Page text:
So we decided to say it twice- once when they started the process and another time halfway through. Still all the stuff was in a bag when we looked up.
This went on and on and, no matter our level of vigilance, it was "all in the bag" as it were.
We finally took our "club card" and put a piece of masking tape on the front of it saying "NO BAGS PLEASE" with a red laundry marker. Still the stuff wound up in a paper bag even if it was simply a quart of milk.
It became like some kind misdirection magic trick. No matter how much we tried to pay attention, the had was quicker than the eye and poof- a paper bag invariably appeared surrounding our purchases.
The last time we attempted to pay full attention- almost Clockwork Orange style- we had gotten the attention of the check-out person and repeated "no bags please" three times, kept our eye on the whole process only to look to our right and find that another checkout clerk had sneaked around to the front of the checkout stand and placed all our stuff in paper bags.
Our next step is to bring in a boom box, place the volume at "eleven" and play a loop of 100 people loudly chanting "No Bags Please.... No Bags Please... No Bags Please."
Are these the actions of a store that is concerned about the use of paper bags?
Perhaps making reusable bags for 50 cents a piece like WalMart does would help but then how could Safeway lobby to make plastic available due to the "cost" of paper?
The Sierra Club does lots of good, especially through the lobbying efforts of people like Harris and the executive directors who came before him. But the fact is that sometimes they become so enamored of their own power and blinded by what sounded like a "good idea" at one time that they can’t see the forest for the trees. They become so insular and invested in their own ideas and pet projects--many of them Honolulu-centric--they can't tell they are doing more harm than good.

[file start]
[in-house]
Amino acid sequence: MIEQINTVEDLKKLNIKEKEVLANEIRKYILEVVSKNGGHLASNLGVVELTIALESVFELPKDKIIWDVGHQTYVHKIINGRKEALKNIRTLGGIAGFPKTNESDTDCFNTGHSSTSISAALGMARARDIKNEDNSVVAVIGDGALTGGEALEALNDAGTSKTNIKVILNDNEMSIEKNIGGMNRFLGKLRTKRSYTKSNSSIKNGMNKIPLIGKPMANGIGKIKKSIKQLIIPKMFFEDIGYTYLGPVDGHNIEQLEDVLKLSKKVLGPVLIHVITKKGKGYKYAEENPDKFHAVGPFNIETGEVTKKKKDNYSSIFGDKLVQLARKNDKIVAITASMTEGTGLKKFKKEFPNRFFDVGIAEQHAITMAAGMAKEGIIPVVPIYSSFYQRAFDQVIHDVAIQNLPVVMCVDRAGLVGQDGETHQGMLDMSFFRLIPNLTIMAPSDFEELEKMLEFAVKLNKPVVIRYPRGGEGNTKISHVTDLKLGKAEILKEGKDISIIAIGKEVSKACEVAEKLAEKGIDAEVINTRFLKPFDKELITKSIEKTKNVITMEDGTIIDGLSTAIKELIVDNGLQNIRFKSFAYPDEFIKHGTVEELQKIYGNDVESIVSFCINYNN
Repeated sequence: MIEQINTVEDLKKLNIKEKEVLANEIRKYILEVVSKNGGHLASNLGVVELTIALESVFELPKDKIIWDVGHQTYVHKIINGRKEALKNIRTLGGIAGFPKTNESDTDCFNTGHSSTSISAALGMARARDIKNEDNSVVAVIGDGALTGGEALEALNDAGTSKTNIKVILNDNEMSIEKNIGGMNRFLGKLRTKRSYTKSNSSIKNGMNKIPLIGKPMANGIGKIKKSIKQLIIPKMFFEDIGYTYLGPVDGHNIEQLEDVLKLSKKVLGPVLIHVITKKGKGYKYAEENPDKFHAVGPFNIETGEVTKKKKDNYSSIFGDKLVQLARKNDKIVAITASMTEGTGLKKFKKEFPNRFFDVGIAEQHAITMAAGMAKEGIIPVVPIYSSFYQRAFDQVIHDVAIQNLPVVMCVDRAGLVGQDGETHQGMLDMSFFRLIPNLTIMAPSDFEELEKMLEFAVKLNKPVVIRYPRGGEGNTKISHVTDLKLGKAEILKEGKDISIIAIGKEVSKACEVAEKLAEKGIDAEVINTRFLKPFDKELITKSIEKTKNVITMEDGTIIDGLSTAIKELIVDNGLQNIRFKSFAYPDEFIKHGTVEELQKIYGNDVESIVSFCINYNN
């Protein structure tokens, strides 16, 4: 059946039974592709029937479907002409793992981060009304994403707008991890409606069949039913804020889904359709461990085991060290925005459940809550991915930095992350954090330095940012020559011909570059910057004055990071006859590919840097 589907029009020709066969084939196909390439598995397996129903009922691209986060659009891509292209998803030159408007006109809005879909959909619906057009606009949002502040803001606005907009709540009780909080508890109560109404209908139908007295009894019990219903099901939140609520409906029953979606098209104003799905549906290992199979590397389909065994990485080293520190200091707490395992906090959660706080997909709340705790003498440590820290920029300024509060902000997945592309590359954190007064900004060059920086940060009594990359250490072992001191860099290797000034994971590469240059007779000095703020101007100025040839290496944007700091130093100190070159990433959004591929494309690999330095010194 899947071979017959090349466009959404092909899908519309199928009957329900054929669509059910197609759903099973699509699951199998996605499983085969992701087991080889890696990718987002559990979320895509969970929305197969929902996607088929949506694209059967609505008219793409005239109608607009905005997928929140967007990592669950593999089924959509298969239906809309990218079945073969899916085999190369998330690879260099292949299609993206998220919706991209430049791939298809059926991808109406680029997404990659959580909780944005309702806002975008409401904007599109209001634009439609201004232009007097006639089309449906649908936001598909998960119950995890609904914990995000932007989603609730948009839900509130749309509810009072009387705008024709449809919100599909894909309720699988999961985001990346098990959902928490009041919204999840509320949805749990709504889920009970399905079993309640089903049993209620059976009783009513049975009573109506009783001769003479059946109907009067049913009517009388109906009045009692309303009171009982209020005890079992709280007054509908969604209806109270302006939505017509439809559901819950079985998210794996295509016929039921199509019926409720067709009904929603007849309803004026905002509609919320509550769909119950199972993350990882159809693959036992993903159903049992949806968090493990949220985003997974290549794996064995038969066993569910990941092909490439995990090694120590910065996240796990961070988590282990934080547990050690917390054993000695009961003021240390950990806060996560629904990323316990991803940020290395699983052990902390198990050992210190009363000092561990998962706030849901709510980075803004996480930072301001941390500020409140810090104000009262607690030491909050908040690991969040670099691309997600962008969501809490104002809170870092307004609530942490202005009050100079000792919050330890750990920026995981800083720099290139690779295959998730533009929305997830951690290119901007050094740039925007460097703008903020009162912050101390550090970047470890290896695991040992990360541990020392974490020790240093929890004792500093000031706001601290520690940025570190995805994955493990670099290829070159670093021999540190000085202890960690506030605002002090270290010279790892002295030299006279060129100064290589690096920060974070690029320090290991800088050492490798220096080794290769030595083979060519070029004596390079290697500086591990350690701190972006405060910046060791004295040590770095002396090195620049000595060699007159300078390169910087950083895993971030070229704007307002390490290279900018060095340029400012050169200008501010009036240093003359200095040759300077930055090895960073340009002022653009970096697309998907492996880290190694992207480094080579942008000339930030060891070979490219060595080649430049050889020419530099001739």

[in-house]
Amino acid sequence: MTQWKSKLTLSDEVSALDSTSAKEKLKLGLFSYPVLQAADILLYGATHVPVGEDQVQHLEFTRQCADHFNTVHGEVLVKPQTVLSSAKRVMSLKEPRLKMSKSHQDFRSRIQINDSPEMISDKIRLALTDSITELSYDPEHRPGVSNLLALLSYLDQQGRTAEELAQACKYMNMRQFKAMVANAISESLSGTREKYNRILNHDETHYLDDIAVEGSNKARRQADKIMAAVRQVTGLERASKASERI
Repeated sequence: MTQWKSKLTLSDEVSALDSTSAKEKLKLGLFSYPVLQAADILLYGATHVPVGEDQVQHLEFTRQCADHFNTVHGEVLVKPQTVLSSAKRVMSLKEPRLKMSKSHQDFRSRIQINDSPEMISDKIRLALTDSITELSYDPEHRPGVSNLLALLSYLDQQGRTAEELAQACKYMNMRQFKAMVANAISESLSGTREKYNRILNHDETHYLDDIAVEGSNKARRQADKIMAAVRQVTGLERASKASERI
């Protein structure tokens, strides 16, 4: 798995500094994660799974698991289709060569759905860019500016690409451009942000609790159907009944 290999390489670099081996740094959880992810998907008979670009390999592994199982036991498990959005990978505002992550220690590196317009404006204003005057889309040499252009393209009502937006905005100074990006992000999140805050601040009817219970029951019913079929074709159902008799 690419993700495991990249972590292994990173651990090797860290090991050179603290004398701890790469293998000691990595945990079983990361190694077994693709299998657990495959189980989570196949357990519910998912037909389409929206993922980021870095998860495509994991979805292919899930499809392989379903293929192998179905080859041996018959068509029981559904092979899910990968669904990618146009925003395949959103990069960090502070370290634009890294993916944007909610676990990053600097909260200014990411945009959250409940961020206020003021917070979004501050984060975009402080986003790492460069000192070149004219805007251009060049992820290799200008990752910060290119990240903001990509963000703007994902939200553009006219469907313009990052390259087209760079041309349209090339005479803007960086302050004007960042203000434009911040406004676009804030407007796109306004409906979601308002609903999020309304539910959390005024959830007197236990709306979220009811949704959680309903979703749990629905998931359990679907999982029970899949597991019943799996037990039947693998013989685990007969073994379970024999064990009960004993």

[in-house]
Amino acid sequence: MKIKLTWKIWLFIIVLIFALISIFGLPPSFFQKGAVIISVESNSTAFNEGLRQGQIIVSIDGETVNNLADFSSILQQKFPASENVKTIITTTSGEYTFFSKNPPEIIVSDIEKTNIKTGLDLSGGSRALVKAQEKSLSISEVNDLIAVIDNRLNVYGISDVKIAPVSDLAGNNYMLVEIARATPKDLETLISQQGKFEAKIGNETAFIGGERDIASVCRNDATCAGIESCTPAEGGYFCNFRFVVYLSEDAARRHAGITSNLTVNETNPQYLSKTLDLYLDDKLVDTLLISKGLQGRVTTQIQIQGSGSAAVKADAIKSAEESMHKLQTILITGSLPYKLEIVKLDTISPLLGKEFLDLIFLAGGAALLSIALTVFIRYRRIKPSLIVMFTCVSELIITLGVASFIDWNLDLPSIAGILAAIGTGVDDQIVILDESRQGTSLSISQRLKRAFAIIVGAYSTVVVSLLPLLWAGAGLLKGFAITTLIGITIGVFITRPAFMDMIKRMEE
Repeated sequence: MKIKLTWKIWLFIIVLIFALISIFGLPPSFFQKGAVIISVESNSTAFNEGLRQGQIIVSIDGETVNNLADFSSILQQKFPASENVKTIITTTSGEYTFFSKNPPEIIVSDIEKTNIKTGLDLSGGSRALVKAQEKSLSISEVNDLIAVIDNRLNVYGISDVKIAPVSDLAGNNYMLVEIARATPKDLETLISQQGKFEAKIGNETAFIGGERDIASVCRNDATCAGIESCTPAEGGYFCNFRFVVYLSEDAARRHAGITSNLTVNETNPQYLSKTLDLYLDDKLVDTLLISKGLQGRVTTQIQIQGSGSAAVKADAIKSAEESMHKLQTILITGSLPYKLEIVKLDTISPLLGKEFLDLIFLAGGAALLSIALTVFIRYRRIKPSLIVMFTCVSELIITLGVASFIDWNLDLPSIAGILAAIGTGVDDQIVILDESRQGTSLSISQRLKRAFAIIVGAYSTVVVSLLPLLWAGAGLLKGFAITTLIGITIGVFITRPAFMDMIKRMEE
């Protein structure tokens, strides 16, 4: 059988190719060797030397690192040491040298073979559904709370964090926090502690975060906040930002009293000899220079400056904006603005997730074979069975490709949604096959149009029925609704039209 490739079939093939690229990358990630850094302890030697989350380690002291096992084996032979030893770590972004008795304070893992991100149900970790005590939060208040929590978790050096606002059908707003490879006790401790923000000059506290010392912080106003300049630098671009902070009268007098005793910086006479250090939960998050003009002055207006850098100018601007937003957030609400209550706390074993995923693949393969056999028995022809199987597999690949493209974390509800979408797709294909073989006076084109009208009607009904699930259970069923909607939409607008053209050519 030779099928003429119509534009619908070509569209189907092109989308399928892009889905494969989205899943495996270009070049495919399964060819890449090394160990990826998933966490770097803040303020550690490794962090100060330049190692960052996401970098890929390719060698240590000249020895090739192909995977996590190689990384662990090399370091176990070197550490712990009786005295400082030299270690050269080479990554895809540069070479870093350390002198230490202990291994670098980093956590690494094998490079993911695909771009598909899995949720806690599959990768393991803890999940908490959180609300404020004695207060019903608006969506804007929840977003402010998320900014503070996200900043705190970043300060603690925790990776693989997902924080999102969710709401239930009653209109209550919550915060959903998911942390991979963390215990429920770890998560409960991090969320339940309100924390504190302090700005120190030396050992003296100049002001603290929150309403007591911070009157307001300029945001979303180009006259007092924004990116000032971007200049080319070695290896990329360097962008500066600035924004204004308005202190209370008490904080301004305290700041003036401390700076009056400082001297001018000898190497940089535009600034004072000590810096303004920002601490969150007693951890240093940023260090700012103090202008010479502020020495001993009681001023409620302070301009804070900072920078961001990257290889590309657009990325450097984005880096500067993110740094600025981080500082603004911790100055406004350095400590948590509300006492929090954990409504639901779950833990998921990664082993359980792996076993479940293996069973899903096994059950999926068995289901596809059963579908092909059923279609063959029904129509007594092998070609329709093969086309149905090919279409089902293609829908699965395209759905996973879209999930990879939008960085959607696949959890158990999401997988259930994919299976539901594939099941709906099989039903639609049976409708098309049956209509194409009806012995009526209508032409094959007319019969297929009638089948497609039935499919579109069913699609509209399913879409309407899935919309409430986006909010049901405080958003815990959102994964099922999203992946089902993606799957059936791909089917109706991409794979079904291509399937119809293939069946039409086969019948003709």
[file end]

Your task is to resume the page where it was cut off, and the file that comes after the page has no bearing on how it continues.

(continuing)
And because they have the power to speak for the entire environmental community, others wind up with little or no ability to lobby against a position taken by Harris and the SC when they remain blind to the repercussions of their actions.
One apparent reason that Harris has been supporting the state "fee" bill is that some of the money would have gone to a watershed protection fund. But just because it's a "neat scheme" and Harris can more easily wield his power in the legislature than the rest of the environmental community--especially when it comes to opposition from neighbor islanders--that doesn't automatically make his and SC's position a good idea.
On the contrar, it is Harris and the SC that have effectively facilitated the Honolulu Council's altering of their bill to now include a fee that will supposedly lead to a total ban sometime in the indeterminate future. But that will take another revisiting of the issue and leave the door open to more intense lobbying from the supermarket and plastic bag industries.
In this case it was easy to foresee that the industry lobbyists would take advantage of this "fee" business to throw the whole issue back up for discussion. We said it back in January.
Rather than supporting the county-by-county statewide ban, which Harris says is his and SC's eventual goal, they have stuck like glue to this convoluted "fee" system.
Fortunately, the legislative bill seems to be dying the death it deserves despite last ditch efforts from Harris. We know we speak for many when we say that all Harris is doing at this point is threatening to undo all the work we did to pass the bans on Kaua`i, Maui and Hawai`i by opening the door to further corporate lobbying.
If this keeps up it may well get to some of those neighbor island council members who opposed the bans now in place--as well as those that were fence sitting but did vote to ban plastic bag--to revisit the bans in place over here.
Please Bob--you made a mistake, just let it go. Otherwise we may have to spend inordinate amounts of time and energy just to keep the gains we have made. We have our hands full already dealing with Safeway's paper bag policies--we know they'd just love to start wrapping their "gifts" in plastic once again.